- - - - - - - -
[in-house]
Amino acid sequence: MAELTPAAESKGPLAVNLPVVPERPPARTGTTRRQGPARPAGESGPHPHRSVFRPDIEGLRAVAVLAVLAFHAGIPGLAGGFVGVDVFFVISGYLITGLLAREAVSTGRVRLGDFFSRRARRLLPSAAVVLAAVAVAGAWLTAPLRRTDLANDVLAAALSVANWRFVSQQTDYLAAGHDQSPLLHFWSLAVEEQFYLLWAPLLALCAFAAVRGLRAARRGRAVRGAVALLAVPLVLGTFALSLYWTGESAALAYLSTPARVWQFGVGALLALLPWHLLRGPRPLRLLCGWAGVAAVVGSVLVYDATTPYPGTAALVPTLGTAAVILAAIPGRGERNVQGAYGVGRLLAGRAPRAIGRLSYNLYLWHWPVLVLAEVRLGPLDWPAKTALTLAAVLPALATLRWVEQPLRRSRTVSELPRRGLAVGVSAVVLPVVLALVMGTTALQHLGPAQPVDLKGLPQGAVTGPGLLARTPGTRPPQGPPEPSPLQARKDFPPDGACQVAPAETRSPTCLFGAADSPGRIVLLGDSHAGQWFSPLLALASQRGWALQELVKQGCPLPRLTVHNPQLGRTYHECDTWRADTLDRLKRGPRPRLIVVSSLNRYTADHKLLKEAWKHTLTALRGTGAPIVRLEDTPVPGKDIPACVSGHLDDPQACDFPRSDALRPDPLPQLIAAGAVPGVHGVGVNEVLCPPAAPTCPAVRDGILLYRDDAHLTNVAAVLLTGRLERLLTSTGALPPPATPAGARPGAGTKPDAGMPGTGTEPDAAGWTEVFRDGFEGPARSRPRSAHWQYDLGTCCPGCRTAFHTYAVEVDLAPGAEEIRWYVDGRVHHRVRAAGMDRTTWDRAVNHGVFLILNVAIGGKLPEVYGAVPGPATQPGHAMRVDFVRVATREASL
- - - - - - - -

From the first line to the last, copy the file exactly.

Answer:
[in-house]
Amino acid sequence: MAELTPAAESKGPLAVNLPVVPERPPARTGTTRRQGPARPAGESGPHPHRSVFRPDIEGLRAVAVLAVLAFHAGIPGLAGGFVGVDVFFVISGYLITGLLAREAVSTGRVRLGDFFSRRARRLLPSAAVVLAAVAVAGAWLTAPLRRTDLANDVLAAALSVANWRFVSQQTDYLAAGHDQSPLLHFWSLAVEEQFYLLWAPLLALCAFAAVRGLRAARRGRAVRGAVALLAVPLVLGTFALSLYWTGESAALAYLSTPARVWQFGVGALLALLPWHLLRGPRPLRLLCGWAGVAAVVGSVLVYDATTPYPGTAALVPTLGTAAVILAAIPGRGERNVQGAYGVGRLLAGRAPRAIGRLSYNLYLWHWPVLVLAEVRLGPLDWPAKTALTLAAVLPALATLRWVEQPLRRSRTVSELPRRGLAVGVSAVVLPVVLALVMGTTALQHLGPAQPVDLKGLPQGAVTGPGLLARTPGTRPPQGPPEPSPLQARKDFPPDGACQVAPAETRSPTCLFGAADSPGRIVLLGDSHAGQWFSPLLALASQRGWALQELVKQGCPLPRLTVHNPQLGRTYHECDTWRADTLDRLKRGPRPRLIVVSSLNRYTADHKLLKEAWKHTLTALRGTGAPIVRLEDTPVPGKDIPACVSGHLDDPQACDFPRSDALRPDPLPQLIAAGAVPGVHGVGVNEVLCPPAAPTCPAVRDGILLYRDDAHLTNVAAVLLTGRLERLLTSTGALPPPATPAGARPGAGTKPDAGMPGTGTEPDAAGWTEVFRDGFEGPARSRPRSAHWQYDLGTCCPGCRTAFHTYAVEVDLAPGAEEIRWYVDGRVHHRVRAAGMDRTTWDRAVNHGVFLILNVAIGGKLPEVYGAVPGPATQPGHAMRVDFVRVATREASL